Identification. Discovery of the uninhabited archipelago of the Azores was a starting point for Portugal's fifteenth-century overseas empire; five centuries later Portuguese Culture continues to dominate its economic, social, and political life. The Azores are named for a seabird ( açor ), displayed on the regional flag beneath an arc of nine stars representing the archipelago's inhabited islands: Sao Miguel, Terceira, Faial, Pico, Sao Jorge, Santa Maria, Graciosa, Flores, and Corvo. Most islanders continue to think of themselves as Portuguese. Some push (clandestinely) for independence and some suggest becoming America's fifty-first state.
Location. The nine islands of the Azores straddle the Mid-Atlantic Ridge between 36° and 39° N and 24° and 31° W, some 3,200 kilometers east of New York, and about 1,300 kilometers west of Portugal. Proximity to the Gulf Stream moderates a climate characterized by narrow temperature range, ample precipitation, and dense mists. A prevailing anticyclone (high-pressure) system, which deflects storm fronts, engenders weather stability. A diverse ground cover of Indigenous and imported flora is uniformly verdant. Periodic volcanic activity has endowed the land with natural attractions.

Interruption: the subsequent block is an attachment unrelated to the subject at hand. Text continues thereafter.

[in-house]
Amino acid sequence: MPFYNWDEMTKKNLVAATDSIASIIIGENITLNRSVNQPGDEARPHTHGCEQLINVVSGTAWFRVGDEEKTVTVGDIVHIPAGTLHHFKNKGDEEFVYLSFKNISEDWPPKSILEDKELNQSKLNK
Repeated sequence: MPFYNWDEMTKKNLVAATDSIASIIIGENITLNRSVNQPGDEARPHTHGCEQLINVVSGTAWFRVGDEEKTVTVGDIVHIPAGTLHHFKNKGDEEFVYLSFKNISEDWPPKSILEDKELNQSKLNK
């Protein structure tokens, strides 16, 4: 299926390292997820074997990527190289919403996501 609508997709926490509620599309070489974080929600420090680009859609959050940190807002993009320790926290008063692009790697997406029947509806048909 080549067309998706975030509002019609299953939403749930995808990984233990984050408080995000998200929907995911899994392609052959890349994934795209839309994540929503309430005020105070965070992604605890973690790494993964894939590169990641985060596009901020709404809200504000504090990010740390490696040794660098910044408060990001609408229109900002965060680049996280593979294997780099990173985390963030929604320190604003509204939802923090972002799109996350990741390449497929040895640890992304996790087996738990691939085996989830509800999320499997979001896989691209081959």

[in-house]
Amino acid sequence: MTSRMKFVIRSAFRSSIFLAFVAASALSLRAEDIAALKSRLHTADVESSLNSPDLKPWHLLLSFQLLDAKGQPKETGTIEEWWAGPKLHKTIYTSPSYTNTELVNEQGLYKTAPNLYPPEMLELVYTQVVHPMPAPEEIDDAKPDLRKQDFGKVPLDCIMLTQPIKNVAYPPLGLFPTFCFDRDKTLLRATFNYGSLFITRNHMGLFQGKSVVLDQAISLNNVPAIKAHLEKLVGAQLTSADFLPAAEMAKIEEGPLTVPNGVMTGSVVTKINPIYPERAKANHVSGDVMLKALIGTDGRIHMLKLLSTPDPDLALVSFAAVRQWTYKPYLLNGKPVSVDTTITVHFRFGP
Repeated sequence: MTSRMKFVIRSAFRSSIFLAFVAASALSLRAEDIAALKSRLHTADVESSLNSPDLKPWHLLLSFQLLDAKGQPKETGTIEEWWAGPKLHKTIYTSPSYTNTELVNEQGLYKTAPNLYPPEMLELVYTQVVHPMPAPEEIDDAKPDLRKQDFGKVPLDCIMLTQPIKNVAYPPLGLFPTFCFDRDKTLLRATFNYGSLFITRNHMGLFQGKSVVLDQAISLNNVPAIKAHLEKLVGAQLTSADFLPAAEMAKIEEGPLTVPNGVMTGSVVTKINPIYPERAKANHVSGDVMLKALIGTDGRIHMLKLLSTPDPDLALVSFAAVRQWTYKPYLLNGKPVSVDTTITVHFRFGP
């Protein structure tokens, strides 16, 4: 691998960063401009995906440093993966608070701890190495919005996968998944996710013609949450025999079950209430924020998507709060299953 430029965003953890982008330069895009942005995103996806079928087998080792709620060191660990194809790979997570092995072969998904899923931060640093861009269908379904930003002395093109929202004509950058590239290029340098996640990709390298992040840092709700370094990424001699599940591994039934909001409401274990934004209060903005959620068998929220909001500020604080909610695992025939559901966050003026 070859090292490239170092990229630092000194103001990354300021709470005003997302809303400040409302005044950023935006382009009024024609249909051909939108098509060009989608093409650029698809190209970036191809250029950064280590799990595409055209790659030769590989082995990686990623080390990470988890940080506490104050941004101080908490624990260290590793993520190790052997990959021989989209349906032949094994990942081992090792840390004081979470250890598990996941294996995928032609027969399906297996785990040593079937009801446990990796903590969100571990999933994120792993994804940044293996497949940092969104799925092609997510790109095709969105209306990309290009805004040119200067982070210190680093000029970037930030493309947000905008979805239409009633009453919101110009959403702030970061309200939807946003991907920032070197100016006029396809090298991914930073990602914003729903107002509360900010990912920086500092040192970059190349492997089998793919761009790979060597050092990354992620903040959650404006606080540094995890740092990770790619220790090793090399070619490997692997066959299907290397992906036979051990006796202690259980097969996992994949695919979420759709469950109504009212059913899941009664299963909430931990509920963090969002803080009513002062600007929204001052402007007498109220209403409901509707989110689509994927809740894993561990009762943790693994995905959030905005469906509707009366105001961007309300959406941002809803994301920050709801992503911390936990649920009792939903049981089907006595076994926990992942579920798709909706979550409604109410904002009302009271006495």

Demography. Soon after discovery, crop and stock raising were introduced as members of Portugal's underclass and donatários (grantee/landowner class with royal connections) began to settle the islands. The still-pervasive class system originated at that time. Italian, German, and English merchants, Spanish priests, a scattering of Moors and Blacks (slaves), baptized Jews (Conversos), and Flemish peoples came later. The Azore population is around 240,000 and declining. The three major ports are also population centers: Ponta Delgada (22,000), Angra do Heroísmo (14,000), and Horta (7,500). Azoreans emigrate to find employment, during the seventeenth and eighteenth centuries to Brazil, more recently to Canada and the United States.
linguistic Affiliation. The language of the Azores is Standard European Portuguese (SEP). SEP follows Romance Language Family conventions, is spoken by continental elites, and is classified as inflective, synthetic, and stresstimed (Brazilian Portuguese is syllable-timed). SEP is used by the media and literati and overlies Azorean regional "folk" speech. Distinctive accents and intonations often mark social status in the class-stratified society.